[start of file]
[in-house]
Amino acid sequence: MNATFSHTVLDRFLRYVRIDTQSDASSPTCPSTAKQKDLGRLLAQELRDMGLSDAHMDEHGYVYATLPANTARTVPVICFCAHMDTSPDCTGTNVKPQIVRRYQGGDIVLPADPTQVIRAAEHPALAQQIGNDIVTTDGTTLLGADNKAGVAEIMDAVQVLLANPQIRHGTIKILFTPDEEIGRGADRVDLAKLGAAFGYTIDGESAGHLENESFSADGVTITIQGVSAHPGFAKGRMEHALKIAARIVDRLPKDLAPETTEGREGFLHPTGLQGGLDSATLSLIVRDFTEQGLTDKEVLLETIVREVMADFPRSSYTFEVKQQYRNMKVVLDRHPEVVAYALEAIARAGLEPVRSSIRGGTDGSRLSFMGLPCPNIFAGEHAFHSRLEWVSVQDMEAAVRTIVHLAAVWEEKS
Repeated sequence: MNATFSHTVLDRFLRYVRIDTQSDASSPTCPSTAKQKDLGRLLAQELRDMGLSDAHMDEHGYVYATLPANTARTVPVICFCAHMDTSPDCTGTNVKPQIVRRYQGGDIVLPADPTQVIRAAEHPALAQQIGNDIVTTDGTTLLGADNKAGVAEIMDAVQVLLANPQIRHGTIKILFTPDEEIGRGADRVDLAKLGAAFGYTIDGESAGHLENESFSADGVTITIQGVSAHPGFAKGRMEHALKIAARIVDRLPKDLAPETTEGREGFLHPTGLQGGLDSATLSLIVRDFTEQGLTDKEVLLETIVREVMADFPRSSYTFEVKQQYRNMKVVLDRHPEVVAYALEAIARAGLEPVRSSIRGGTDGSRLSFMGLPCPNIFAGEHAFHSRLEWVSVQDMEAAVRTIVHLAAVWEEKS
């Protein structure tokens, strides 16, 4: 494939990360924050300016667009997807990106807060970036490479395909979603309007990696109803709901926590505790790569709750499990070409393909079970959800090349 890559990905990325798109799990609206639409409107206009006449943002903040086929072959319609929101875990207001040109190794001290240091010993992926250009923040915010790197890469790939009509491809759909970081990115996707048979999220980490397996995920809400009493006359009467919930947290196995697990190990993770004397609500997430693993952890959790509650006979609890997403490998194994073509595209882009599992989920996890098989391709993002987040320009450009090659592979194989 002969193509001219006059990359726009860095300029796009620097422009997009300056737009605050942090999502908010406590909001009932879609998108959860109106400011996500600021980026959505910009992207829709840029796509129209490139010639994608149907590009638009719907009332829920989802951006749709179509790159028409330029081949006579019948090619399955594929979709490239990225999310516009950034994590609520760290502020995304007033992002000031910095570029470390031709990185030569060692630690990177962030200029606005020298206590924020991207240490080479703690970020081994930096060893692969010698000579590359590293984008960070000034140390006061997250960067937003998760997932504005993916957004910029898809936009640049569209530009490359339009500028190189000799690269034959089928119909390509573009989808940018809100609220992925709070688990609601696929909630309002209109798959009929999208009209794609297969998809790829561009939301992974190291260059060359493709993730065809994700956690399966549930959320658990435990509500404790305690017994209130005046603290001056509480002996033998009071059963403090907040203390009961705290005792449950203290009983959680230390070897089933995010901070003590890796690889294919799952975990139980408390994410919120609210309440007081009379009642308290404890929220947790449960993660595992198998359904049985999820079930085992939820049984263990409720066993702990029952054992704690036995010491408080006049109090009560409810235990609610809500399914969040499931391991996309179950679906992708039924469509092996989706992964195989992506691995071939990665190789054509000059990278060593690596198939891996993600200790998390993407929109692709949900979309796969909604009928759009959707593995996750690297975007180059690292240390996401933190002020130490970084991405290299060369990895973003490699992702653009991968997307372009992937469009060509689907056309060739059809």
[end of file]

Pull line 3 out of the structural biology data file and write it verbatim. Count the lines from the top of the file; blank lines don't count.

Repeated sequence: MNATFSHTVLDRFLRYVRIDTQSDASSPTCPSTAKQKDLGRLLAQELRDMGLSDAHMDEHGYVYATLPANTARTVPVICFCAHMDTSPDCTGTNVKPQIVRRYQGGDIVLPADPTQVIRAAEHPALAQQIGNDIVTTDGTTLLGADNKAGVAEIMDAVQVLLANPQIRHGTIKILFTPDEEIGRGADRVDLAKLGAAFGYTIDGESAGHLENESFSADGVTITIQGVSAHPGFAKGRMEHALKIAARIVDRLPKDLAPETTEGREGFLHPTGLQGGLDSATLSLIVRDFTEQGLTDKEVLLETIVREVMADFPRSSYTFEVKQQYRNMKVVLDRHPEVVAYALEAIARAGLEPVRSSIRGGTDGSRLSFMGLPCPNIFAGEHAFHSRLEWVSVQDMEAAVRTIVHLAAVWEEKS